Set on a fictional island in North Carolina, “Whisper Island” tells the story of spunky 12-year-old Primmy Hopkins, who dreams of joining the U.S. Life-Saving Service when she grows up. She wants to rescue shipwreck victims from the treacherous Atlantic waters, just like Pa and her brother. As friends and family remind her, there’s one problem: in 1913, no females are allowed into the Service.
The book’s author, Anola Pickett, recently took the time to field a few questions in our Fiction Fest hot seat.
Before we get started with that, you should be aware of the fact that you can purchase “Whisper Island” right now in bookstores and online on Amazon.com, BarnesAndNoble.com, and BooksAndThings.com.
And now back to the interview.
When did you first realize you wanted to be a writer?
I discovered the joy of writing down stories when I was in the third grade and finished my “seat work” early. I learned that bending over my desk and creating words on paper was an effective defense against getting more work.
The first time I visited the Outer Banks several years ago I went to a park ranger program about the shipwrecks along the coast there and about the work of the U.S. Life-Saving Service. Those men (and they were all men!) went out in every imaginable kind of weather and peril to rescue crew and passengers from sinking ships. One story in particular got me started on the journey that ended in “Whisper Island.”
What’s the most joy writing has brought you?
It would have to be the joy of bringing readers a story from the past about an important issue or event. I enjoy visiting with readers about a part of American history that they knew little about.
What is your writing routine like?
I try to write every day, but it’s usually in snatches. An hour or so before I go to the Y to swim or to my critique group or a volunteer job at my church. Then an hour or two after lunch. I try to write a chapter draft each week. On Fridays I print it out and go over the hard copy at a neighborhood coffee shop. I find it easier to revise with a printed page, at least for the first few drafts.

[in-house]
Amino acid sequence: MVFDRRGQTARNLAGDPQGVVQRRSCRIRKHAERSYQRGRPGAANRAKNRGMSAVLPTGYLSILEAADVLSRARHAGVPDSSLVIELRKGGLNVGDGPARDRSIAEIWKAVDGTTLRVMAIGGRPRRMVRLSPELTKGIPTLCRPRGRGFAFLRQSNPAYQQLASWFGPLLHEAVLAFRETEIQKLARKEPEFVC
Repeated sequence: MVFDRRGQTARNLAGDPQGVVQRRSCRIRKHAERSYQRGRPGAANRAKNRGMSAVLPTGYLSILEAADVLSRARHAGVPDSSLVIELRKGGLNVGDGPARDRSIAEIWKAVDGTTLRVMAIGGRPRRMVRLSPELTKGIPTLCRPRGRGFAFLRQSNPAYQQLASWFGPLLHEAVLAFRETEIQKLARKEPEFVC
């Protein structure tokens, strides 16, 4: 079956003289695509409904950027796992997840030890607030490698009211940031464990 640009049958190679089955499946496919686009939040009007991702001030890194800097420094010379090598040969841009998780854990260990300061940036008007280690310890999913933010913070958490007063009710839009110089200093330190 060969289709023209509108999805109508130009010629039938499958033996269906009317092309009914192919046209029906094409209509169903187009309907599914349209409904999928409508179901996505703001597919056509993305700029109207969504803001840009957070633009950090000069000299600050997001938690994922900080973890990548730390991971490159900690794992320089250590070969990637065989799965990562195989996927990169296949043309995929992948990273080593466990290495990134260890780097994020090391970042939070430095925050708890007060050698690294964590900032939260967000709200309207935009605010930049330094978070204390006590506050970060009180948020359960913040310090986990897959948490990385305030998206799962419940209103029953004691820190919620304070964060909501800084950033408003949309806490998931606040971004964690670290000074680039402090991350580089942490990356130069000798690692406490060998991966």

What is your current work in progress?
I’m currently working on a middle-grade novel set in Kansas City during World War I. The main character this time is a boy and he has many things to figure out about the war both overseas and in his own neighborhood. The working title is “The Private Wars of G.P. Callahan.”
What is the hardest aspect of being a published author?
The most difficult aspect for me is marketing. It’s been very hard for me to learn how to use social media to my advantage. I’m getting better, but I have a long way to go. I’d like to just retreat to my writing corner and write, but I know that’s not a very realistic approach if I want anyone to read my work!
Which author has had the biggest influence on your writing style?
I admire many writers for different things. I think Robert B. Parker was a master at using dialogue for revealing character, providing information and advancing the plot—all the things dialogue is supposed to do. James Lee Burke is so skilled at describing place that I feel as if I’m in the setting. Anne Tyler draws on the quirkiness of human nature to weave her stories. My hero of juvenile historical fiction is, without a doubt, Richard Peck. He draws young readers into another time and place and helps them examine some serious issues and somehow balances it all with a wonderful sense of humor.
What about you would readers find most surprising?
I can wiggle my ears!
Who inspires you most?
Many people in my life have inspired me, but I have always looked to my maternal grandmother as a model to follow. She had a very hard life but was never bitter or resentful. She was open to life and people–a woman of great faith and determination and I try to hold her spirit within me.
What advice would you like to offer aspiring novelists?
Keep writing, no matter what. Remember that you have stories to tell that no one else can tell. Believe in yourself, your talent and the value of what you have to say to the world.